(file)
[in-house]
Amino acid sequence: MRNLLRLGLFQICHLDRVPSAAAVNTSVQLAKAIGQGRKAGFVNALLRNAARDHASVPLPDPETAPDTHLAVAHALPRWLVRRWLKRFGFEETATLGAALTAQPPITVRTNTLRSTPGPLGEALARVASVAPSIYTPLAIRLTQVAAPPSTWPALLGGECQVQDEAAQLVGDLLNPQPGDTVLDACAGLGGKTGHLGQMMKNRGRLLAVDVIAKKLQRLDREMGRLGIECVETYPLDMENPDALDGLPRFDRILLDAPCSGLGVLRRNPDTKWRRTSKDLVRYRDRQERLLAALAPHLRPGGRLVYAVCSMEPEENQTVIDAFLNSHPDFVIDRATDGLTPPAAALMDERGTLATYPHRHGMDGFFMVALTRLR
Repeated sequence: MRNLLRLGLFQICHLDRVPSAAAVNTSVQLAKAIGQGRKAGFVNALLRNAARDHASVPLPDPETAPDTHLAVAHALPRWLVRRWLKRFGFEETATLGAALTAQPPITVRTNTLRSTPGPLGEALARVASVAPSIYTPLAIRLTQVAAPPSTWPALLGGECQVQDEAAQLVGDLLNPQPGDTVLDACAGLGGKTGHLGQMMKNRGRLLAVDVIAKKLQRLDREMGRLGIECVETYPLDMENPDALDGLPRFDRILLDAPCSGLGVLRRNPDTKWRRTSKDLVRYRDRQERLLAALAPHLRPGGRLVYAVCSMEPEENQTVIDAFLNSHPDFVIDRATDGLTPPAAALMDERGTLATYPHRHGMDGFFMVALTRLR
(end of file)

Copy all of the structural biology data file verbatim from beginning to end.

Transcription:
[in-house]
Amino acid sequence: MRNLLRLGLFQICHLDRVPSAAAVNTSVQLAKAIGQGRKAGFVNALLRNAARDHASVPLPDPETAPDTHLAVAHALPRWLVRRWLKRFGFEETATLGAALTAQPPITVRTNTLRSTPGPLGEALARVASVAPSIYTPLAIRLTQVAAPPSTWPALLGGECQVQDEAAQLVGDLLNPQPGDTVLDACAGLGGKTGHLGQMMKNRGRLLAVDVIAKKLQRLDREMGRLGIECVETYPLDMENPDALDGLPRFDRILLDAPCSGLGVLRRNPDTKWRRTSKDLVRYRDRQERLLAALAPHLRPGGRLVYAVCSMEPEENQTVIDAFLNSHPDFVIDRATDGLTPPAAALMDERGTLATYPHRHGMDGFFMVALTRLR
Repeated sequence: MRNLLRLGLFQICHLDRVPSAAAVNTSVQLAKAIGQGRKAGFVNALLRNAARDHASVPLPDPETAPDTHLAVAHALPRWLVRRWLKRFGFEETATLGAALTAQPPITVRTNTLRSTPGPLGEALARVASVAPSIYTPLAIRLTQVAAPPSTWPALLGGECQVQDEAAQLVGDLLNPQPGDTVLDACAGLGGKTGHLGQMMKNRGRLLAVDVIAKKLQRLDREMGRLGIECVETYPLDMENPDALDGLPRFDRILLDAPCSGLGVLRRNPDTKWRRTSKDLVRYRDRQERLLAALAPHLRPGGRLVYAVCSMEPEENQTVIDAFLNSHPDFVIDRATDGLTPPAAALMDERGTLATYPHRHGMDGFFMVALTRLR